It may be possible to successfully mitigate every symptom of our civilization's greatest problem as it arises through newer and shinier technology--we can, by definition, never know the truth of this proposition. I submit, however, that anyone who "believes" that it can or cannot happen is acting on faith, not reason. I personally view the potential for success of this "Roddenberry" proposition as very unlikely, primarily because success requires an unending streak of successes while failure simply requires failing to address any one key symptom; secondarily, I see this approach failing because I see most of the attempted "solutions" under the "Roddenberry" approach as actually contributing to the underlying problem; finally, I dislike this approach because the requisite faith in the technological solution necessary to believe that it will continue to work indefinitely, and not merely pass on a truly insurmountable problem to our grandchildren or great-great-grandchildren, seems eerily akin to some talking-sky-god religion. As Arthur C. Clarke noted in his Third Law, any sufficiently advanced technology [here, one that could continue to solve our problems indefinitely] is indistinguishable from magic.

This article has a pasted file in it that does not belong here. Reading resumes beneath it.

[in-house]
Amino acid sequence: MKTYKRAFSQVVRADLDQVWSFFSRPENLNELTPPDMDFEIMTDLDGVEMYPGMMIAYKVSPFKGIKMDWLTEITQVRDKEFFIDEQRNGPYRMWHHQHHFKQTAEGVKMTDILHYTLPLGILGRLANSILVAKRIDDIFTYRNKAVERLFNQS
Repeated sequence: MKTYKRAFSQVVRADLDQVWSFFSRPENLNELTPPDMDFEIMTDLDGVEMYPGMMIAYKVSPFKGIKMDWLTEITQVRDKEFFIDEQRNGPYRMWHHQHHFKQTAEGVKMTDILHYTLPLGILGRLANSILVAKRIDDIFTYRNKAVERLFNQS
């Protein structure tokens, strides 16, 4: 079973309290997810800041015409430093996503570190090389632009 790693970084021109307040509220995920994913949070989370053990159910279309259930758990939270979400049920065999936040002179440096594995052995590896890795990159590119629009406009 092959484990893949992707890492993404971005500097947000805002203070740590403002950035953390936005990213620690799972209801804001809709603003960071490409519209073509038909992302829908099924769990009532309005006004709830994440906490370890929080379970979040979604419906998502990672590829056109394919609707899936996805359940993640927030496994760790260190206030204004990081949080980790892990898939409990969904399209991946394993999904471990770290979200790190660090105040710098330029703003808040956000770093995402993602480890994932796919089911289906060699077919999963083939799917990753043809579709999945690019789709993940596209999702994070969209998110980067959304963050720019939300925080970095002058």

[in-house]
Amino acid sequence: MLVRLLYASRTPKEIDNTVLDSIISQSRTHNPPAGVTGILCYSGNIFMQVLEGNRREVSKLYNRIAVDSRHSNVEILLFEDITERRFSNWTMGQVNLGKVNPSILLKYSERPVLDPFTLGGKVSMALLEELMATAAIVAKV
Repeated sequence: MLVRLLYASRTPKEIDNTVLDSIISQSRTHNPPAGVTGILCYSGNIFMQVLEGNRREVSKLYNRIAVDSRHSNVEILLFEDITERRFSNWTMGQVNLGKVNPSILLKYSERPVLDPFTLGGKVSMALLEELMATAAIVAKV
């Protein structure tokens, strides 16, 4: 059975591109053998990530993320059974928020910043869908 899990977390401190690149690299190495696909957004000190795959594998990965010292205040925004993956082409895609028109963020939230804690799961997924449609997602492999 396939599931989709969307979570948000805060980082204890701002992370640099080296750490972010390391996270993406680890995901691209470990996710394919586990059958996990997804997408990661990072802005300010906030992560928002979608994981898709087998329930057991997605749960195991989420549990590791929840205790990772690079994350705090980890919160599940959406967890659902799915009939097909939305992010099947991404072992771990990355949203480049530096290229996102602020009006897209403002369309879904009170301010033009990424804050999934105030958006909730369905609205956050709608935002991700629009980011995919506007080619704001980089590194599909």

That said, if we continually rely on technology to facilitate infinite growth on a finite planet, I think we're quite likely to be disappointed. I won't go so far as to say that "I know we'll fail" because that would rejecting the possibility that I'm wrong. Anyone who takes a position on this topic on faith--that is, anyone who "knows" that they're right or that I'm wrong--is, I suggest, acting irrationally. Even if you think it's very, very likely that technology and human innovation will continue to solve our problems, if you can't admit that there is a possibility that you're wrong, then you're just not being rational. If we can get people to rationally discuss the problems facing civilization (tall order, I admit), then I think we have a decent chance of solving them.